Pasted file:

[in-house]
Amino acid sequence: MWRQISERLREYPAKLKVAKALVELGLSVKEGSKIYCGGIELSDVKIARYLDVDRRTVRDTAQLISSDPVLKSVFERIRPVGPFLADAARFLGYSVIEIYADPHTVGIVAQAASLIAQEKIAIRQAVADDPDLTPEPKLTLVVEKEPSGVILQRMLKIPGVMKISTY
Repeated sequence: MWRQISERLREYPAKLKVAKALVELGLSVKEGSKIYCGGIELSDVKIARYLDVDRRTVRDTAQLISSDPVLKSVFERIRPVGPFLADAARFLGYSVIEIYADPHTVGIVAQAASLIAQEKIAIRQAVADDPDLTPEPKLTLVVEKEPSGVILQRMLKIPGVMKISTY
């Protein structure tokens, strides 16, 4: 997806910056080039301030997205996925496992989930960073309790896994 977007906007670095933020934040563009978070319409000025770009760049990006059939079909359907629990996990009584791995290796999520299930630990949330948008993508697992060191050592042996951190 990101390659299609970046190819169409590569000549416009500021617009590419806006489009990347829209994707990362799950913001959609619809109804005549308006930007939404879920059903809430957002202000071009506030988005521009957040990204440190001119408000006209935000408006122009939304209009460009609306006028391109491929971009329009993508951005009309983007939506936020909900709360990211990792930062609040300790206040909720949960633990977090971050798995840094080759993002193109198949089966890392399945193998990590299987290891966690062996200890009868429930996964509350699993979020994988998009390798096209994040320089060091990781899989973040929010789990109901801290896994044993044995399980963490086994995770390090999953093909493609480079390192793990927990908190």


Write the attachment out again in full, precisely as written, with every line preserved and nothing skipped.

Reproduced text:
[in-house]
Amino acid sequence: MWRQISERLREYPAKLKVAKALVELGLSVKEGSKIYCGGIELSDVKIARYLDVDRRTVRDTAQLISSDPVLKSVFERIRPVGPFLADAARFLGYSVIEIYADPHTVGIVAQAASLIAQEKIAIRQAVADDPDLTPEPKLTLVVEKEPSGVILQRMLKIPGVMKISTY
Repeated sequence: MWRQISERLREYPAKLKVAKALVELGLSVKEGSKIYCGGIELSDVKIARYLDVDRRTVRDTAQLISSDPVLKSVFERIRPVGPFLADAARFLGYSVIEIYADPHTVGIVAQAASLIAQEKIAIRQAVADDPDLTPEPKLTLVVEKEPSGVILQRMLKIPGVMKISTY
């Protein structure tokens, strides 16, 4: 997806910056080039301030997205996925496992989930960073309790896994 977007906007670095933020934040563009978070319409000025770009760049990006059939079909359907629990996990009584791995290796999520299930630990949330948008993508697992060191050592042996951190 990101390659299609970046190819169409590569000549416009500021617009590419806006489009990347829209994707990362799950913001959609619809109804005549308006930007939404879920059903809430957002202000071009506030988005521009957040990204440190001119408000006209935000408006122009939304209009460009609306006028391109491929971009329009993508951005009309983007939506936020909900709360990211990792930062609040300790206040909720949960633990977090971050798995840094080759993002193109198949089966890392399945193998990590299987290891966690062996200890009868429930996964509350699993979020994988998009390798096209994040320089060091990781899989973040929010789990109901801290896994044993044995399980963490086994995770390090999953093909493609480079390192793990927990908190």